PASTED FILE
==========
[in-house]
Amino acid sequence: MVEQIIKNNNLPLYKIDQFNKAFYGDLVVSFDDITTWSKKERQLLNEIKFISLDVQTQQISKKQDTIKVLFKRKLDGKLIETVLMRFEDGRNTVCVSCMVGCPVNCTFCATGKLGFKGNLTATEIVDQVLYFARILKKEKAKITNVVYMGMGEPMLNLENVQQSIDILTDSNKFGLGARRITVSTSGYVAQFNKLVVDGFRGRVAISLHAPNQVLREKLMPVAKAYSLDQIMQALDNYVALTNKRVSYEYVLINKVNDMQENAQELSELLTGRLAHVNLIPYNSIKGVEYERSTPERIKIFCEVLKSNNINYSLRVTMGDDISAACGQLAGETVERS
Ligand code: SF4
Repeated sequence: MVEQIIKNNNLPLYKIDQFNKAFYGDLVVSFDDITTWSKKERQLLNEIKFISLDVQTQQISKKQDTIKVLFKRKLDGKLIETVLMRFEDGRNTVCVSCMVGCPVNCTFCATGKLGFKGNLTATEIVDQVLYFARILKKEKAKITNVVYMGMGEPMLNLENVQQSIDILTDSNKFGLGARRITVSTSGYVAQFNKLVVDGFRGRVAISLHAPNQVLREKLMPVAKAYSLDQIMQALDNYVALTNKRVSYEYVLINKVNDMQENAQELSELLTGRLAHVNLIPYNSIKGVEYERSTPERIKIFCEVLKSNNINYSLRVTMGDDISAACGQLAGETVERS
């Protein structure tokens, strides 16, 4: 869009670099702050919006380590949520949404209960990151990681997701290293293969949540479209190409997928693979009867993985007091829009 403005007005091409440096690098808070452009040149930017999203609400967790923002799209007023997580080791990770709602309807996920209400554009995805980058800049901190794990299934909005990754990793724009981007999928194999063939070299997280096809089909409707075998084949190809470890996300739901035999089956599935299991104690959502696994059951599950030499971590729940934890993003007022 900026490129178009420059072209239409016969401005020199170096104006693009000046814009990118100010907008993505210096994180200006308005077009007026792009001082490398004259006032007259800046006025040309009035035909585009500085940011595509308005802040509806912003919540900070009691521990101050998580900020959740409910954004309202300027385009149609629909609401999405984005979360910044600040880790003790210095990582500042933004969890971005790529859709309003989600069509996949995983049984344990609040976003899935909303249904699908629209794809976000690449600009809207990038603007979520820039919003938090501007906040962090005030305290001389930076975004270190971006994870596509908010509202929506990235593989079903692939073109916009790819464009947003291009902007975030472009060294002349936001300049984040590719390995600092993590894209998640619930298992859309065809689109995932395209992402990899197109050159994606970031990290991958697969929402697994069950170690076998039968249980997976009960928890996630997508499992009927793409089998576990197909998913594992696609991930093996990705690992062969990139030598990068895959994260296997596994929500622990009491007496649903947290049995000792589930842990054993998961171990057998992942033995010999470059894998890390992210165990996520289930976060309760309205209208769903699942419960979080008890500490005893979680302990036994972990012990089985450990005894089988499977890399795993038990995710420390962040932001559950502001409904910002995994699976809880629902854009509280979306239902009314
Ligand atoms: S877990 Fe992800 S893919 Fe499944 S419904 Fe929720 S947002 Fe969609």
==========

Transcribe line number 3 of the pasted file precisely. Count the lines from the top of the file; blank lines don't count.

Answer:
Ligand code: SF4